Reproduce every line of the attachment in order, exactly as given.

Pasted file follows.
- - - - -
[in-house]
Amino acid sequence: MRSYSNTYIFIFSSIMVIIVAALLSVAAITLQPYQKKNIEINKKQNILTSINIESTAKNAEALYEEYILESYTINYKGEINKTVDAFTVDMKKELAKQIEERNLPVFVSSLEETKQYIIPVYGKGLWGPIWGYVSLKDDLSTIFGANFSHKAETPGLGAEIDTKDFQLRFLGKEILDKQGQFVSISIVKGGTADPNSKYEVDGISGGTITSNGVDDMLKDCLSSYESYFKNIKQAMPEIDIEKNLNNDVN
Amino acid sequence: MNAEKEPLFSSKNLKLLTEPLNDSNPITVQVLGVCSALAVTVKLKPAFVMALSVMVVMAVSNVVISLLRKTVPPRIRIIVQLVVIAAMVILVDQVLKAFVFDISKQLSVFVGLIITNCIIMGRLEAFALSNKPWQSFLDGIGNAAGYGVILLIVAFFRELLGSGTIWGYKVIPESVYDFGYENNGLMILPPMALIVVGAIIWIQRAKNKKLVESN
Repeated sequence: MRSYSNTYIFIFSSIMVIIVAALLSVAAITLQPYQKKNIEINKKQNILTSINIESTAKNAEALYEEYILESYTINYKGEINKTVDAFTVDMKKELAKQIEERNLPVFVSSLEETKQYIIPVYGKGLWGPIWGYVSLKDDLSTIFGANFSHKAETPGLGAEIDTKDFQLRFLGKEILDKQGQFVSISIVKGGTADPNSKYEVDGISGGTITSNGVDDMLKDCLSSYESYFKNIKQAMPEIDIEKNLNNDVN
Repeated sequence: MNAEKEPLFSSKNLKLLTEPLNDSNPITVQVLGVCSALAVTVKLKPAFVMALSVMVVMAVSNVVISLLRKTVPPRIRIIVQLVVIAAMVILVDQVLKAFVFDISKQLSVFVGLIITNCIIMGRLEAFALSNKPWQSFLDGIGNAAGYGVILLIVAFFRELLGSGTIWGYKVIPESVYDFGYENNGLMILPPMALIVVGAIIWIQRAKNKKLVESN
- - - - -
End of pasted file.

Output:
[in-house]
Amino acid sequence: MRSYSNTYIFIFSSIMVIIVAALLSVAAITLQPYQKKNIEINKKQNILTSINIESTAKNAEALYEEYILESYTINYKGEINKTVDAFTVDMKKELAKQIEERNLPVFVSSLEETKQYIIPVYGKGLWGPIWGYVSLKDDLSTIFGANFSHKAETPGLGAEIDTKDFQLRFLGKEILDKQGQFVSISIVKGGTADPNSKYEVDGISGGTITSNGVDDMLKDCLSSYESYFKNIKQAMPEIDIEKNLNNDVN
Amino acid sequence: MNAEKEPLFSSKNLKLLTEPLNDSNPITVQVLGVCSALAVTVKLKPAFVMALSVMVVMAVSNVVISLLRKTVPPRIRIIVQLVVIAAMVILVDQVLKAFVFDISKQLSVFVGLIITNCIIMGRLEAFALSNKPWQSFLDGIGNAAGYGVILLIVAFFRELLGSGTIWGYKVIPESVYDFGYENNGLMILPPMALIVVGAIIWIQRAKNKKLVESN
Repeated sequence: MRSYSNTYIFIFSSIMVIIVAALLSVAAITLQPYQKKNIEINKKQNILTSINIESTAKNAEALYEEYILESYTINYKGEINKTVDAFTVDMKKELAKQIEERNLPVFVSSLEETKQYIIPVYGKGLWGPIWGYVSLKDDLSTIFGANFSHKAETPGLGAEIDTKDFQLRFLGKEILDKQGQFVSISIVKGGTADPNSKYEVDGISGGTITSNGVDDMLKDCLSSYESYFKNIKQAMPEIDIEKNLNNDVN
Repeated sequence: MNAEKEPLFSSKNLKLLTEPLNDSNPITVQVLGVCSALAVTVKLKPAFVMALSVMVVMAVSNVVISLLRKTVPPRIRIIVQLVVIAAMVILVDQVLKAFVFDISKQLSVFVGLIITNCIIMGRLEAFALSNKPWQSFLDGIGNAAGYGVILLIVAFFRELLGSGTIWGYKVIPESVYDFGYENNGLMILPPMALIVVGAIIWIQRAKNKKLVESN